Frames have been traditionally sized using either the seat tube length or top tube length. These conventions were carried over from road bikes.

Seat tube length would be used to give an indication of the stand-over height of the bicycle i.e. whether your crotch would clear the [typically horizontal] top tube and the top tube length would give an indication of how stretched out or bunched up you would be with your bum on the saddle and hands on the bars.

As road bike geometry is typically steep and fork length consistent, this was/is an adequate gauge for sizing and can still work well in most situations. Furthermore, the position of the rider is static on a road bike to optimise power and aerodynamics.

Modern mountain bikes generally have sloping top tubes and more aggressive seat and head angles so the previously used conventions for sizing are not entirely appropriate unless you still know how to do trigonometry.

Mountain biking is dynamic: the rider is constantly shifting their position on the bike for optimal climbing, turning and descent so there’s a lot going on at any moment.


It’s not uncommon to see these measurements included in geometry charts and for a mountain bike, these are the dimensions you need to determine fit.

Both of these dimensions indicate your position in relation to the BB (where your feet interact with the bike) and the bars (where you hold on). These are important because your ‘dynamic’ positions (climbing, turning and descending) are of far more importance than your seated (cruising) positions.

Back-in-the-day with shorter forks, longer stems and higher bars, getting your backside over the back of the saddle was how you’d tackle the technical stuff. This was because the position of your hands in relation to the front axle was usually over it or just behind it, much like a road bike. Steeper head tube angles contributed to this further and all these variables came together to give you that wonderful OTB* free-flying experience.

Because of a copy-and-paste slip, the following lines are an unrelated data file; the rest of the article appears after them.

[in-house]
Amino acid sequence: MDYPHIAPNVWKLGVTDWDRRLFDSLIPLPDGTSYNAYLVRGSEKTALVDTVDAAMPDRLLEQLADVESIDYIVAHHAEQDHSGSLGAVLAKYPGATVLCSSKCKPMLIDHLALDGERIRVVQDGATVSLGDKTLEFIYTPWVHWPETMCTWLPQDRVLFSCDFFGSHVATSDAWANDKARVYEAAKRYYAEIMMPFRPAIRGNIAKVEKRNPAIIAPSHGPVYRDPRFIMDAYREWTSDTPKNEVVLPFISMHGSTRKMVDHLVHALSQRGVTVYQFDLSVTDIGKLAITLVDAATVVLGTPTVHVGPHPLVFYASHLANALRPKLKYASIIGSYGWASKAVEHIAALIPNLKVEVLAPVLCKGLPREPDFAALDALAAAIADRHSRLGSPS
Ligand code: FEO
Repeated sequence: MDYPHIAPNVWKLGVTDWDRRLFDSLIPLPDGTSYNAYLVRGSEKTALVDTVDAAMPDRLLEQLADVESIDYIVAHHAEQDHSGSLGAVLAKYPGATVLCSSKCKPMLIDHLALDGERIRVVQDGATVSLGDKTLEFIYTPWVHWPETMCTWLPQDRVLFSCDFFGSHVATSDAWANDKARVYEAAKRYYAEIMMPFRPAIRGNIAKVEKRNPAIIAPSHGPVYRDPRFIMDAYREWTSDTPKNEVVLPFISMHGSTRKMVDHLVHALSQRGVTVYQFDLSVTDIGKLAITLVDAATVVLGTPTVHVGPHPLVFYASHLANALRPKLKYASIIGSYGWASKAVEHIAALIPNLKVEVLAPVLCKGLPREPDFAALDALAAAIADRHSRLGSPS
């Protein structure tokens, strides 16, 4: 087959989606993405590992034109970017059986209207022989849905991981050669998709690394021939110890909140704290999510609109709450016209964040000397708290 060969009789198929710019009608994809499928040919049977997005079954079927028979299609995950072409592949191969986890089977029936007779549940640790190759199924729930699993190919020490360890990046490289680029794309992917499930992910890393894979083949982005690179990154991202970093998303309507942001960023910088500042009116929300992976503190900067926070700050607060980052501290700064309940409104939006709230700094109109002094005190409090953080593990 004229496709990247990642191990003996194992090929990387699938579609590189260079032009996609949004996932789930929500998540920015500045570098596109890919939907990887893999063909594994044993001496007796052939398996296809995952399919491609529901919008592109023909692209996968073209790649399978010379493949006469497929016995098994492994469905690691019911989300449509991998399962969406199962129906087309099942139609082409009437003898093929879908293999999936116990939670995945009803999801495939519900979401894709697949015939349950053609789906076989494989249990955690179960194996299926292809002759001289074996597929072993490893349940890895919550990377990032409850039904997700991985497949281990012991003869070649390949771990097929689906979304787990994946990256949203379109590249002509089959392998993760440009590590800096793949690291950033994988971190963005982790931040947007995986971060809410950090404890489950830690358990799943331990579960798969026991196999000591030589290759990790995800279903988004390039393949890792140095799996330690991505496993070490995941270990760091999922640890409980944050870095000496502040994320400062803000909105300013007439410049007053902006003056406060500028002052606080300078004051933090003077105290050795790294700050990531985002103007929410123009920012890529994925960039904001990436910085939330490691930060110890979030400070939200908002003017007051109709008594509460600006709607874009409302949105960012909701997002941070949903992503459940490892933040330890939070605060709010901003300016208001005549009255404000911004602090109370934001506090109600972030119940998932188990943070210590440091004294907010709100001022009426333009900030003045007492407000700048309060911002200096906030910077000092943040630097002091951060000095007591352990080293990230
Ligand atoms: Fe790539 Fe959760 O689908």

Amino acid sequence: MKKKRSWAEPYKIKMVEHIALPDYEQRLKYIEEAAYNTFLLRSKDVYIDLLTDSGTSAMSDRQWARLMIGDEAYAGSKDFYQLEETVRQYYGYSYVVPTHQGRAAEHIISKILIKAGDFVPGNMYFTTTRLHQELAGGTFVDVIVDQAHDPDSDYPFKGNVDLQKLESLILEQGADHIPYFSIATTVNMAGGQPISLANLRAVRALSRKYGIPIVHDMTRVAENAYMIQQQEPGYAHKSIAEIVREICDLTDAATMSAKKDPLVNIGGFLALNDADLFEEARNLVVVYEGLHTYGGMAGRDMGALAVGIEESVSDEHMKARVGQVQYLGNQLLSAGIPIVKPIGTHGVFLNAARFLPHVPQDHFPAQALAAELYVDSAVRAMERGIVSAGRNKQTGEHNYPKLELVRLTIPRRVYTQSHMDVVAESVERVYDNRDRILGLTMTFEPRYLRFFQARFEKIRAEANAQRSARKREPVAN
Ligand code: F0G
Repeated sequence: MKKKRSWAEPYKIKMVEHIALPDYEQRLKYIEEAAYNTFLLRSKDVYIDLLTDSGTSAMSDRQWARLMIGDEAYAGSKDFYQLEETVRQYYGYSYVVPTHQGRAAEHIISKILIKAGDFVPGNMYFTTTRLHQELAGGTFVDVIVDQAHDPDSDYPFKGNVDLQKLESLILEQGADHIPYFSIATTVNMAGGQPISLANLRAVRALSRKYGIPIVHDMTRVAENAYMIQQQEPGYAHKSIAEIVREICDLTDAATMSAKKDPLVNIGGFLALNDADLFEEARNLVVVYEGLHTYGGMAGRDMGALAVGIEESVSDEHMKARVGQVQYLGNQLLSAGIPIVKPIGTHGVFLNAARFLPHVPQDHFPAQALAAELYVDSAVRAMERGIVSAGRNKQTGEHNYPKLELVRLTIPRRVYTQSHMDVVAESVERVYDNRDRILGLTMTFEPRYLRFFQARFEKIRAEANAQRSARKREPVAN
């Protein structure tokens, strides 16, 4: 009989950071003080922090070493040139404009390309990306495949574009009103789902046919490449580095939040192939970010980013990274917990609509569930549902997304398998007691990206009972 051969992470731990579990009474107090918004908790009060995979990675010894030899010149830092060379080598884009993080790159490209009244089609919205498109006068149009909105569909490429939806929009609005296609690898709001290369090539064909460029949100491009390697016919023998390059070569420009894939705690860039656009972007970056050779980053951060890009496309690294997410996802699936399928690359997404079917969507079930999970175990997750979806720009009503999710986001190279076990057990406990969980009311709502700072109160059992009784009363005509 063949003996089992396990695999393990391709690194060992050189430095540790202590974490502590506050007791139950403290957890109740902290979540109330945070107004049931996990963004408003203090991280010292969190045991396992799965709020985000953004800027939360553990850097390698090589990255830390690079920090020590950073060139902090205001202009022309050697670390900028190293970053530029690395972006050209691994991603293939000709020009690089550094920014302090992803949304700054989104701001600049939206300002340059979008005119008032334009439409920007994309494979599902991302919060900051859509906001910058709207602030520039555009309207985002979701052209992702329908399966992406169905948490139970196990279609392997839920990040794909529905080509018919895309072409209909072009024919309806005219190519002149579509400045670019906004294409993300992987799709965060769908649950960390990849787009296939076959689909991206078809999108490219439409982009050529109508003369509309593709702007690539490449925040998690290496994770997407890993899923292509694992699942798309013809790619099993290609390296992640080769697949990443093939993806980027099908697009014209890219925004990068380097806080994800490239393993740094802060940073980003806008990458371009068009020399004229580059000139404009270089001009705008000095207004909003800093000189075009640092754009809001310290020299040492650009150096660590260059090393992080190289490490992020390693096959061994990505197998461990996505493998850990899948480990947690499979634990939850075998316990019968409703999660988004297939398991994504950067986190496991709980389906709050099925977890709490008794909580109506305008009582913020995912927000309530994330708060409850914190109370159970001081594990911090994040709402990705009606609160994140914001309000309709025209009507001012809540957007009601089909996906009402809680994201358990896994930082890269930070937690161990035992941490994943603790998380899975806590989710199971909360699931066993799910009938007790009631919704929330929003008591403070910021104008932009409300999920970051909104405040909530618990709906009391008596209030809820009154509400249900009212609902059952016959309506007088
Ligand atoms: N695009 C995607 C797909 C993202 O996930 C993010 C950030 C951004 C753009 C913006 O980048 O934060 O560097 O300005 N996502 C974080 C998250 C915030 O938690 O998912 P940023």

A modern bike with a longer front-centre measurement (BB to front axle), longer fork, slacker head angle and shorter stem should position the hands significantly behind the front axle (as much even as 10-12″/254-304.8mm) allowing for more stability in fast swooping turns or tricky technical situations. If the reach is correct for the rider, it’ll position their weight correctly over the BB and they’ll ideally be hovering over the saddle with hands correctly positioned to weight the fork for traction and control, getting the best use from the suspension too.

Don’t get too hung up about stem length as most modern bikes are optimised for stems in the region of 30-60mm. This 30mm difference can certainly affect the bikes handling and steering but shorter stems are typically ‘balanced’ by the use of wider bars.


Road-style drop bars typically have a reach of between 80-110mm (centre of bar clamp to the centre of the drops) with another +30mm when the brake hoods are included and this doesn’t include the length of the stem.

For MTBs, the degree of backsweep of the bars (and their rise) will also have an impact on reach. For example, 8 degrees of backsweep on a 780mm bar puts the ends of the grips approximately 55mm behind the bar/stem clamp interface. The effective reach is further reduced when the head angle is factored in: a 50mm, zero-rise stem on a frame with a 65 degree head angle will position the bar/stem clamp interface approximately 15mm back so the stem has 35mm of effective extension. So, considering both bar and stem geometry, the end of the bars (in this case) would be around 25mm behind the centre axis of the head tube, effectively reducing ‘published’ reach by the same amount.


*over the bars.